Merck — one of the last big pharma bastions in the beleaguered field of antibiotic drug development — on Friday said the FDA had signed off on using its combination drug, Recarbrio, with hospital-acquired bacterial pneumonia and ventilator-associated bacterial pneumonia. The drug could come handy for use in hospitalized patients who are afflicted with Covid-19, who carry a higher risk of contracting secondary bacterial infections. Once SARS-CoV-2, the virus behind Covid-19, infects the airways, it engages the immune system, giving other pathogens free rein to pillage and plunder as they please — the issue is particularly pertinent in patients on ventilators, which in any case are breeding grounds for infectious bacteria.

As it hap­pened: A bid­ding war for an an­tibi­ot­ic mak­er in a mar­ket that has rav­aged its peers

In a bewildering twist to the long-suffering market for antibiotics — there has actually been a bidding war for an antibiotic company: Tetraphase.

It all started back in March, when the maker of Xerava (an FDA approved therapy for complicated intra-abdominal infections) said it had received an offer from AcelRx for an all-stock deal valued at $14.4 million.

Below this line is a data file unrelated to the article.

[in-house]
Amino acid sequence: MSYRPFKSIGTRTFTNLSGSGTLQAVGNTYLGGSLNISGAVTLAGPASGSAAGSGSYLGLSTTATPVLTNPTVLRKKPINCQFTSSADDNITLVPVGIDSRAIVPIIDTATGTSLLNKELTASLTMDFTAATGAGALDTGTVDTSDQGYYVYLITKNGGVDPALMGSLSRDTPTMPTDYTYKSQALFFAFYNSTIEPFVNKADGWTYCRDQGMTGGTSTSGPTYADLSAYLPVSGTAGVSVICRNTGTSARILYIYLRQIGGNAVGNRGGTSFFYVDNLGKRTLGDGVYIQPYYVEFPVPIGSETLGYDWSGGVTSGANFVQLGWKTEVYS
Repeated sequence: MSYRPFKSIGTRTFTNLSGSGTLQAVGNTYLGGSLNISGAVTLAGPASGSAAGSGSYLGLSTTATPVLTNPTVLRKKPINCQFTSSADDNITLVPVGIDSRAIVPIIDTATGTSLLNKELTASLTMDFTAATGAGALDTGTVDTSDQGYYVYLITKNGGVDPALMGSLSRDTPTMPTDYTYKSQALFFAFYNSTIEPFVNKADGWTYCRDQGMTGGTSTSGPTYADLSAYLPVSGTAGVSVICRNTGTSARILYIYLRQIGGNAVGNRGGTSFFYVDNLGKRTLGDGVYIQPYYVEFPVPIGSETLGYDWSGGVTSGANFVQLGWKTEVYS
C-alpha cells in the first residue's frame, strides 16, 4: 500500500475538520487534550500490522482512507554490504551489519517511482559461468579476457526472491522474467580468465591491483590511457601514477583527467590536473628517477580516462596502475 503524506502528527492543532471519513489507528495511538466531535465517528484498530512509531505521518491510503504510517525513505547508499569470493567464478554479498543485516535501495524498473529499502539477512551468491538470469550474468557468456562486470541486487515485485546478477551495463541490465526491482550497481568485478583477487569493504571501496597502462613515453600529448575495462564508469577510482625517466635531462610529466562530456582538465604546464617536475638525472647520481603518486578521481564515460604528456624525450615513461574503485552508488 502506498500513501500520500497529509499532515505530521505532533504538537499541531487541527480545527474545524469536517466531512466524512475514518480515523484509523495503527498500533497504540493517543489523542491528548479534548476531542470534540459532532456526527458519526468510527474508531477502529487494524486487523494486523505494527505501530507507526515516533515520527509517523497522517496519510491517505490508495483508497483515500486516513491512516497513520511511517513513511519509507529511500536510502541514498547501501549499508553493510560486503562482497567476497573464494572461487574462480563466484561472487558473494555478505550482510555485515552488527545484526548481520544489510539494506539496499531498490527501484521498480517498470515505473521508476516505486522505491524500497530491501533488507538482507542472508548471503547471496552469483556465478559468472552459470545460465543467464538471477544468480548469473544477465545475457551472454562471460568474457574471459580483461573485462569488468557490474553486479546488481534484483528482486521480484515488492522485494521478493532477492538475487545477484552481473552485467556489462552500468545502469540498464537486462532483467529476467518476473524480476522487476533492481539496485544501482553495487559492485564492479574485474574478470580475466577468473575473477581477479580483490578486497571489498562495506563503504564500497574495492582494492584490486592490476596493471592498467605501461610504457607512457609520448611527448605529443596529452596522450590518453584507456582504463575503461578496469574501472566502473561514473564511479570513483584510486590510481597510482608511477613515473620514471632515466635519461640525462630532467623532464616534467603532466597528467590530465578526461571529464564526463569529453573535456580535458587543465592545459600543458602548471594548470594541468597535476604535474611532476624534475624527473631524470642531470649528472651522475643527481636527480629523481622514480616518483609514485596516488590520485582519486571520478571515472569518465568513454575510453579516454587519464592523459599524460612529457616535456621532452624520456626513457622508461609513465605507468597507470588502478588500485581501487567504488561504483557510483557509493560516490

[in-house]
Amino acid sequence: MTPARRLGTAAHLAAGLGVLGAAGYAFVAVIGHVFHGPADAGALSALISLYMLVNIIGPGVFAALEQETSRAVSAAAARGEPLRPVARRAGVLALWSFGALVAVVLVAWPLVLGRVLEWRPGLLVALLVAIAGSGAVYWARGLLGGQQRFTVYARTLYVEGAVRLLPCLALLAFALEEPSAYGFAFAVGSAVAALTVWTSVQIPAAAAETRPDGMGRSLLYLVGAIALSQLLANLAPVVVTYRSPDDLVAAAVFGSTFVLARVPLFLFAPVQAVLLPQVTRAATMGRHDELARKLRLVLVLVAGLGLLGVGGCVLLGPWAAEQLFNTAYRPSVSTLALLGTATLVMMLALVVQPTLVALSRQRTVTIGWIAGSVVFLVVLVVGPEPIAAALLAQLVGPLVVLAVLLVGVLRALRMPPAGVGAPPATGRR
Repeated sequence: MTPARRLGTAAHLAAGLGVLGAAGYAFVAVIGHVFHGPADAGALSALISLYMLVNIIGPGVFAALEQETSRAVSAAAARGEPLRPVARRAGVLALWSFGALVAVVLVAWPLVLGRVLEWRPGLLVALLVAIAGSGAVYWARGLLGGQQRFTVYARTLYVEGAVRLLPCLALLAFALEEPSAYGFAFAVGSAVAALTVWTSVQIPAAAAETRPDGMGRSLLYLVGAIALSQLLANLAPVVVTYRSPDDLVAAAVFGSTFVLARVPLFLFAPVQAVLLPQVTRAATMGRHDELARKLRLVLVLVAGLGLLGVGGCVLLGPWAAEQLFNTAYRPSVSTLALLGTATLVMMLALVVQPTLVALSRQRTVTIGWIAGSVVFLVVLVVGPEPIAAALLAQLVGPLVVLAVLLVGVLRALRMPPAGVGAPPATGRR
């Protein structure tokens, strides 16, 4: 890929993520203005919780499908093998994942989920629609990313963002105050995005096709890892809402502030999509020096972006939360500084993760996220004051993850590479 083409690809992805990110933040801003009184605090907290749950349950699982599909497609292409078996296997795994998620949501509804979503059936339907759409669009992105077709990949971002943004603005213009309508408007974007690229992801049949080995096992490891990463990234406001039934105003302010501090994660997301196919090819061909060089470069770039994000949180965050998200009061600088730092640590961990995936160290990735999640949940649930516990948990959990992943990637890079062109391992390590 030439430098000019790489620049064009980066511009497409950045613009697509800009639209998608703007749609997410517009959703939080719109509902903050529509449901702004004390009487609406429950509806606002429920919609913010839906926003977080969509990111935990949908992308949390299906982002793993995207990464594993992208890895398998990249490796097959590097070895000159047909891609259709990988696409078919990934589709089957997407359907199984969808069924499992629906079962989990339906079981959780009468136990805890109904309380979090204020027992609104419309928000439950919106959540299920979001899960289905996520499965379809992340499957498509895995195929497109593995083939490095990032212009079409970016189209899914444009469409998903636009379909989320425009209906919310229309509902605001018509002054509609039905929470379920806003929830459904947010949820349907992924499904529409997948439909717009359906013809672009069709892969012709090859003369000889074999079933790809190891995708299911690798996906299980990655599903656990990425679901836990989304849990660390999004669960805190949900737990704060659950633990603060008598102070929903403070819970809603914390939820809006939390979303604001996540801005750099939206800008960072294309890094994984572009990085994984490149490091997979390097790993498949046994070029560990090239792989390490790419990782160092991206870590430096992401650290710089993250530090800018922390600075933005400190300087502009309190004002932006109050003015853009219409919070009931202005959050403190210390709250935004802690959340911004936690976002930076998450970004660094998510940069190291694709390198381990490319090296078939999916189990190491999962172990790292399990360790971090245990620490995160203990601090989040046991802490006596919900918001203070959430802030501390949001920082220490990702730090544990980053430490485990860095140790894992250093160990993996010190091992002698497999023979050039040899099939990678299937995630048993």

The offer was well-timed. Xerava was approved in 2018, four years after Tetraphase posted its first batch of pivotal trial data, and sales were nowhere near where they needed to be in order for the company to keep its head above water.

Drug man­u­fac­tur­ing gi­ant Lon­za taps Roche/phar­ma ‘rein­ven­tion’ vet as its new CEO

Lonza chairman Albert Baehny took his time headhunting a new CEO for the company, making it absolutely clear he wanted a Big Pharma or biotech CEO with a good long track record in the business for the top spot. In the end, he went with the gold standard, turning to Roche’s ranks to recruit Pierre-Alain Ruffieux for the job.

Ruffieux, a member of the pharma leadership team at Roche, spent close to 5 years at the company. But like a small army of manufacturing execs, he gained much of his experience at the other Big Pharma in Basel, remaining at Novartis for 12 years before expanding his horizons.

Covid-19 roundup: Ab­b­Vie jumps in­to Covid-19 an­ti­body hunt; As­traZeneca shoots for 2B dos­es of Ox­ford vac­cine — with $750M from CEPI, Gavi

Another Big Pharma is entering the Covid-19 antibody hunt.